• Take the bulb and scrape out the seed cavity with a spoon. Rinse the seeds in a colander, discard the surrounding pulp, and retain the seeds for toasting or dry them for planting.

• From the bulb, make traditional dried Ha:l or cut it into pieces to roast.

This whole process took me two days. If you don’t want to do this all at once, wrap the unused raw squash portions and refrigerate them. They’ll keep for up to a week.

Time to Plant

The spring soil is almost warm enough for me to plant my own Green Striped Cushaw. I can’t wait to see it grow, grow, grow. Think of all the fun you can have with your family over this project: “Gosh! ’T is a most enormous squash.” I’m going to grow more than I can use and give some to my friends. I can’t wait to see their faces when I deliver the squash and challenge them to use it.

The Green Striped Cushaw I purchased was grown by farmer Frank Martin from Crooked Sky Farms. I called him and pumped him for growing information. He told me they were easy to grow, extremely well adapted to desert conditions, bug resistant and bullet-proof. Here’s the scoop:

Seeds: Widely available. See Resources sidebar for sources. Space: Choose a spot with about a four-foot diameter for the seed bed. The runners can grow up to 30 feet long, so allow some growing space around. (I think this would do very nicely in the middle of a city lawn.)

Soil: Add a bag of well-composted soil or steer manure and dig it in. Water deeply.

Plant: When the soil temperature is 70°, mid-March to mid-April. Plant six seeds one inch deep and two to three feet apart. Cover with a light mulch and keep moist. Seeds will sprout and leaves will appear in six to 12 days. Thin to the strongest two or three plants.

Care: Keep weed free and water slow and deep. Seedlings will need water every three or four days. As the plants grow they will need water less often. Water deeply. Trickle water a from a hose every seven to 10 days. If you start with good soil you will not need to fertilize these plants.

Harvest: Young squash in about 50 days, when they are the size of an avocado. They’re used like zucchini but are sweeter with a nutty taste. Mature squash are ready in 100–120 days, when the rinds are too tough to scratch with your fingernail. You should get three to five big squash per hill. The average size is 15 pounds, but Frank has seen some up to 50 pounds. That’s scary, but Frank says, “It’s really a lot of food for a small investment.”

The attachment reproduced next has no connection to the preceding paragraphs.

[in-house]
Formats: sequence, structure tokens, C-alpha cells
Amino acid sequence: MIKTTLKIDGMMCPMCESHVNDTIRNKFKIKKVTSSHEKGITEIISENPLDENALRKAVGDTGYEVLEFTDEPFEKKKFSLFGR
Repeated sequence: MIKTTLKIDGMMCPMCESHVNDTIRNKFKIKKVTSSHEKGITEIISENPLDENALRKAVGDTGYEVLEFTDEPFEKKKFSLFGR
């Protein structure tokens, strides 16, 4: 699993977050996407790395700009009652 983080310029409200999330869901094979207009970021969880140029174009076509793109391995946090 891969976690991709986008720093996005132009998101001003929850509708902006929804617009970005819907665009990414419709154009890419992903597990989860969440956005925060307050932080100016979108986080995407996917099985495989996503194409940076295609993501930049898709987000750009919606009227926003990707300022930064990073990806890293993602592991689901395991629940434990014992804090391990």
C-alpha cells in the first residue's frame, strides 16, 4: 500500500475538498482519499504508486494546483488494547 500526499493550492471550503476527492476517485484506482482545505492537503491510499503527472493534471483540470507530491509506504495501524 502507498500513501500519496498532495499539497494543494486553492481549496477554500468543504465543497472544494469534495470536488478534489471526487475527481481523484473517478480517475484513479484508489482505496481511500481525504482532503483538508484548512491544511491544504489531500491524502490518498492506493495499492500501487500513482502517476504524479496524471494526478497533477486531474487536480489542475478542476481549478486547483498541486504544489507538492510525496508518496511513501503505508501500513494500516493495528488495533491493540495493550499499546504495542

Storage: Cured squash held in a dry place at room temperature will keep for months. Put one on the dining room table for a sculptural effect. Frank says he used to carry them around in his truck for a year and they were still good eating!

If you can’t grow your own, ask Farmer Frank to grow one for you. Catch him at the farmers market or contact him through


Seed sources:
Native Seed/Search:
Baker Creek Heirloom Seeds:
Johnny's Selected Seeds:

Further information and recipes:
Slow Food Ark of Taste:
Savor the Southwest blog:
Foods of the Southwest Indian Nations by Lois Ellen Frank (Ten Speed Press, 2002)


Thanks to Amy Juan from the San Xavier Co-Op Farm for her guidance on process

Traditionally the dried Cushaw strips are cut from the bulbous base of the squash. After you have removed the seeds, cut off most of the thick rind, leaving a cap of skin with about a 5-inch diameter on what was the bottom of the squash. Traditionally this bulb is hung upside-down on a post where it can get plenty of air for 2-3 days. Then the squash is sliced in a spiral about 1/3-inch thick and hung over a line to dry. When the spirals are leather hard they are gathered into bundles and stored for quick use.

Because I live in the wetter, colder high country, I cut off all of the rind, cut thin slices of the squash and dried them in a food dehydrator set on low. They took 12 hours to reach the correct consistency. You could easily dry them on trays with a fan blowing over them or in a convection oven with a fan. Dry to leather hard. Wrap and store in a cool dry place.